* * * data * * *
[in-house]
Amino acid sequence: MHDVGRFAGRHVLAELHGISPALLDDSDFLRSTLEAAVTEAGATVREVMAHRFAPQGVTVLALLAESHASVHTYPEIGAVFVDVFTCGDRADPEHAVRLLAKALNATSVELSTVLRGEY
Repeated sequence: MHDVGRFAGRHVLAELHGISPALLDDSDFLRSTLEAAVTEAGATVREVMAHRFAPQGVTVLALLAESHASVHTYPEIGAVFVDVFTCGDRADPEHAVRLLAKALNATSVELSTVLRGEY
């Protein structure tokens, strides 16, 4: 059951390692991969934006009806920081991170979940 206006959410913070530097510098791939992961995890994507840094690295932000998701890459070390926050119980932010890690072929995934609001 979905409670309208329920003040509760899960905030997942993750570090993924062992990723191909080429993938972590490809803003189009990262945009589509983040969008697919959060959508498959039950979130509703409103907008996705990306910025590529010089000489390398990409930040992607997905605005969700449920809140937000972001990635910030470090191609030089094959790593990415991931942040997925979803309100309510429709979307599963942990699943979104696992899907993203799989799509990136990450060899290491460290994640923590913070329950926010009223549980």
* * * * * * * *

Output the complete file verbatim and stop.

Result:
[in-house]
Amino acid sequence: MHDVGRFAGRHVLAELHGISPALLDDSDFLRSTLEAAVTEAGATVREVMAHRFAPQGVTVLALLAESHASVHTYPEIGAVFVDVFTCGDRADPEHAVRLLAKALNATSVELSTVLRGEY
Repeated sequence: MHDVGRFAGRHVLAELHGISPALLDDSDFLRSTLEAAVTEAGATVREVMAHRFAPQGVTVLALLAESHASVHTYPEIGAVFVDVFTCGDRADPEHAVRLLAKALNATSVELSTVLRGEY
């Protein structure tokens, strides 16, 4: 059951390692991969934006009806920081991170979940 206006959410913070530097510098791939992961995890994507840094690295932000998701890459070390926050119980932010890690072929995934609001 979905409670309208329920003040509760899960905030997942993750570090993924062992990723191909080429993938972590490809803003189009990262945009589509983040969008697919959060959508498959039950979130509703409103907008996705990306910025590529010089000489390398990409930040992607997905605005969700449920809140937000972001990635910030470090191609030089094959790593990415991931942040997925979803309100309510429709979307599963942990699943979104696992899907993203799989799509990136990450060899290491460290994640923590913070329950926010009223549980």